The 10th Anniversary of 9/11 will be upon us soon - and it got me to thinking what the now dead Osama bin Laden was able to achieve in terms of achieving one of his goals - getting the US to spend a lot of treasure on trying to feel more safe in an unsafe world.
If one uses the $294 billion FY2000 defense budget as a baseline and presumes that global security in a post Cold War context would remain fairly consistent with blips of concern and challenge here and there, then one could measure the gap between what a defense budget adjusted for inflation over time would have been compared to what the 9/11-triggered spending reality was.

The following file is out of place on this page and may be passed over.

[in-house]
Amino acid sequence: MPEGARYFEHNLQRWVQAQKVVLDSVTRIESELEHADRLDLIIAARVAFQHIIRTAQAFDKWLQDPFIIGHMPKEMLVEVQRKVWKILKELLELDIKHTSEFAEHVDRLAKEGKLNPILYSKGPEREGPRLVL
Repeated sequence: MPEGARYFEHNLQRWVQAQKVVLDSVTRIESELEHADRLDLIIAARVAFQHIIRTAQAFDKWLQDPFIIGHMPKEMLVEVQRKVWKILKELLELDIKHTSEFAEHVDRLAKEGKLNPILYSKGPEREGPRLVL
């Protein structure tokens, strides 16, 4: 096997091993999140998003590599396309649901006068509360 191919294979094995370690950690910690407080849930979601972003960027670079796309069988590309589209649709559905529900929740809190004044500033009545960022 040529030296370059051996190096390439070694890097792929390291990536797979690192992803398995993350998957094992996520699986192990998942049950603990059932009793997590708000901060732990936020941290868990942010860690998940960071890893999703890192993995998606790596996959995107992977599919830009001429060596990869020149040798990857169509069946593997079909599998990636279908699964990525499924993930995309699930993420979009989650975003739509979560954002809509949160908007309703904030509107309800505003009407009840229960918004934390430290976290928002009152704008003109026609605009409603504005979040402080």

And the answer is interesting, and somewhat disturbing -- particularly given the intense budget debates under way in the nation.
The US has spent cumulatively $2.263 trillion more than the FY2011 baseline.
Here is a quick run down of the amounts spent above the FY2000 levels adjusted each year to grow with inflation:
2001 - $16B
2002 - $45.2B
2003 - $144.9B
2004 - $167.3B
2005 - $161.9B
2006 - $205.5B
2007 - $259.1B
2008 - $302.6B
2009 - $305B
2010 - $325.2B
2011 - $329.7B
I asked a friend of mine to chart this out and have pasted the pdf above. I should note that I think that there is a mistake in the black line above which is supposed to chart the FY2000 budget over time adjusted only for inflation. One would not see such a rise and fall in the early part of the line - so when that is fixed, I'll repost it. Nonetheless, it does show generally what Osama bin Laden was able to get us to do.